Drug Abuse Heterogeneity and the Search for Subtypes

  • Meyer D. Glantz
  • Kevin P. Conway
  • James D. Colliver

4. Conclusions

In addition to the research on the association between substance use disorders and antisociality, there is a large body of literature reporting connections with behavior disinhibition and affect dysregulation. It is not possible in this short chapter to review these and other findings on risk factors for substance use disorders. However, the above discussion illustrates the convergences in the research findings on risk factors that point to possible clusters having implications for further understanding the heterogeneity of substance abuse and the identification of drug abuse subtypes.

It is also not possible in this chapter to discuss important related issues, such as the relationship of heterogeneity to substance use disorder phenotypes and endophenotypes, the role of protective factors in the divergence of subtypes, the relationship of co-morbid psychiatric conditions and developmental psychopathology to heterogeneity, developmental influences, and individual and group diversity, and the implications of heterogeneity and subtypes for prevention and treatment. Despite the unanswered questions, however, it is clear that investigation of the heterogeneity of substance use disorders and their underlying processes can advance our ability to effectively understand, prevent and treat substance abuse.

It is clearly important to go beyond the recognition of the heterogeneity of drug abuse and to look for systematic variations in the etiology and manifest patterns of substance abuse. There may be critical variations in the underlying processes of substance abuse as well as significant systematic differences in the observable behavior patterns. Distinguishing major divergences in the differing patterns may lead to the identification of clinically significant subtypes, help determine the underlying processes of substance abuse, and facilitate the study of the ways in which environmental factors interact with individuals’ characteristics (and the underlying processes of substance abuse) to result in different subtypes. While the available research does not answer the question of whether there are drug abuse subtypes, it does provide encouragement to continue the search.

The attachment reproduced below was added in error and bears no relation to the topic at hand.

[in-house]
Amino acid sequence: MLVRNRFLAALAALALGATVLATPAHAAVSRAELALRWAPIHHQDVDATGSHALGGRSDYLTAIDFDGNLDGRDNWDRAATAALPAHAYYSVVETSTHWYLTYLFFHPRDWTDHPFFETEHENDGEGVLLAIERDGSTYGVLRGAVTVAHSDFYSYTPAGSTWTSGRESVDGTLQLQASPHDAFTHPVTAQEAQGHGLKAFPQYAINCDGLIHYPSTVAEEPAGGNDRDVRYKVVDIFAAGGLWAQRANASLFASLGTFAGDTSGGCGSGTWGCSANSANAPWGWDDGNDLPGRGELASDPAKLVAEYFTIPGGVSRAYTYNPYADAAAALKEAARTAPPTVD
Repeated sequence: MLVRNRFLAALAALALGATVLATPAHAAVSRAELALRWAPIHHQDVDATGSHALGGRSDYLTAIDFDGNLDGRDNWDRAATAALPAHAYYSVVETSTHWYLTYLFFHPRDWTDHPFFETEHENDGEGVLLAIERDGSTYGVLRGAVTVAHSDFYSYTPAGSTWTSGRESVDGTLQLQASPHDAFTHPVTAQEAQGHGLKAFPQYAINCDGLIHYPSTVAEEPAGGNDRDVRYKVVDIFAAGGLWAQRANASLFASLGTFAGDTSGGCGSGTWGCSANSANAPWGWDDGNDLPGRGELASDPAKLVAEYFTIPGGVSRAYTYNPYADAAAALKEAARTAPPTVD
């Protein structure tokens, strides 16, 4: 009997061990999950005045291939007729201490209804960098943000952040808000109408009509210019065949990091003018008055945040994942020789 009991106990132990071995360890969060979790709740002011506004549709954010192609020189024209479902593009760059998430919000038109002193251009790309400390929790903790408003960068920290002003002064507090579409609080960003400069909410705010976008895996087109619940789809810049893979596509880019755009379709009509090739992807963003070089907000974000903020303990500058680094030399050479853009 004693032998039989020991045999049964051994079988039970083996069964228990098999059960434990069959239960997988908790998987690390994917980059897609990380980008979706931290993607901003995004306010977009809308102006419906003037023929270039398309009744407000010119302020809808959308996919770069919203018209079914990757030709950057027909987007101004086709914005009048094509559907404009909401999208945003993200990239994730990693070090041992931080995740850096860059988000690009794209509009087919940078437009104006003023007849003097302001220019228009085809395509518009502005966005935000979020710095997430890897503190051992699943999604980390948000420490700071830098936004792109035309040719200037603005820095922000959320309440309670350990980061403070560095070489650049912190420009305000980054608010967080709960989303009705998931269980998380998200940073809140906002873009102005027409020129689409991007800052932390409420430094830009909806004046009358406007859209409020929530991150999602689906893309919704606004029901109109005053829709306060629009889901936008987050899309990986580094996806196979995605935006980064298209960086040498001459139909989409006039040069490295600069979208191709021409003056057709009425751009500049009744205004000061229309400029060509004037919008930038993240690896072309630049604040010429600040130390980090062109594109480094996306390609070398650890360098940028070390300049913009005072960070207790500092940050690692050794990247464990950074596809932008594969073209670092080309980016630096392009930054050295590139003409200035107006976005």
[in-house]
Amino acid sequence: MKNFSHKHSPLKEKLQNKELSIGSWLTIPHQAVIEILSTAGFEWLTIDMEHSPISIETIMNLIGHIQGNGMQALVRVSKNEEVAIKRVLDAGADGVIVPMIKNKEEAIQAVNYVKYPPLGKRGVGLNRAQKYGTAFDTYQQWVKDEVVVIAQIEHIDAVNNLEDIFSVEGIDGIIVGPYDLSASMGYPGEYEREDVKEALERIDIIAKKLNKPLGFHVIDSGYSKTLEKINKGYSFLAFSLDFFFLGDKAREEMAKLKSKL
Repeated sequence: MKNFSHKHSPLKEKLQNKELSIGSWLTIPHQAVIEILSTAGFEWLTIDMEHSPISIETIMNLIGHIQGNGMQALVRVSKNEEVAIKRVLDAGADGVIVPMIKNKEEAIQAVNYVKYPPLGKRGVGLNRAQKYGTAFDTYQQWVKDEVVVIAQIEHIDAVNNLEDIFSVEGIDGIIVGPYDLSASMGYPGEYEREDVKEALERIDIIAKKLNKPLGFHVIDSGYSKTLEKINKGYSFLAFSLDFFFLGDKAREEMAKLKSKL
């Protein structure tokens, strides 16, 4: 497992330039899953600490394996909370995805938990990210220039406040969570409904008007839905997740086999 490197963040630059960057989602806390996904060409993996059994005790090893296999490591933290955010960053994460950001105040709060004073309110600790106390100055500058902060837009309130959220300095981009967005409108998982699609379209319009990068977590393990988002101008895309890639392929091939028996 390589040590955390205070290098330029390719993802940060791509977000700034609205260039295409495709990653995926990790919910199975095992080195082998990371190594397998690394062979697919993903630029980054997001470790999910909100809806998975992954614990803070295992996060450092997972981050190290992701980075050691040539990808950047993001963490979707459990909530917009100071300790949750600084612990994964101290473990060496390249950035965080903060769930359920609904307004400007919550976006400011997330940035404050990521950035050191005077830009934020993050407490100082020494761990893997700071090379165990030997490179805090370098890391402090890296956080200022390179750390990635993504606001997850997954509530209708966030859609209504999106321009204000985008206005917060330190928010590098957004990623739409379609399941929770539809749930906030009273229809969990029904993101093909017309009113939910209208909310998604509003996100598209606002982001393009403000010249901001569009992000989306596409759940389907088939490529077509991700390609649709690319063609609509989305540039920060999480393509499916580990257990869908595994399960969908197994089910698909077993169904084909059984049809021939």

Substance Abuse Personality Disorder Conduct Disorder Drug Abuse Heterogeneity Antisocial Personality Disorder 
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Copyright information

© Springer Science + Business Media, Inc. 2005

Authors and Affiliations

  • Meyer D. Glantz
    • 1
  • Kevin P. Conway
    • 1
  • James D. Colliver
    • 1
  1. 1.Division of Epidemiology, Services, and Prevention ResearchNational Institute on Drug AbuseBethesda

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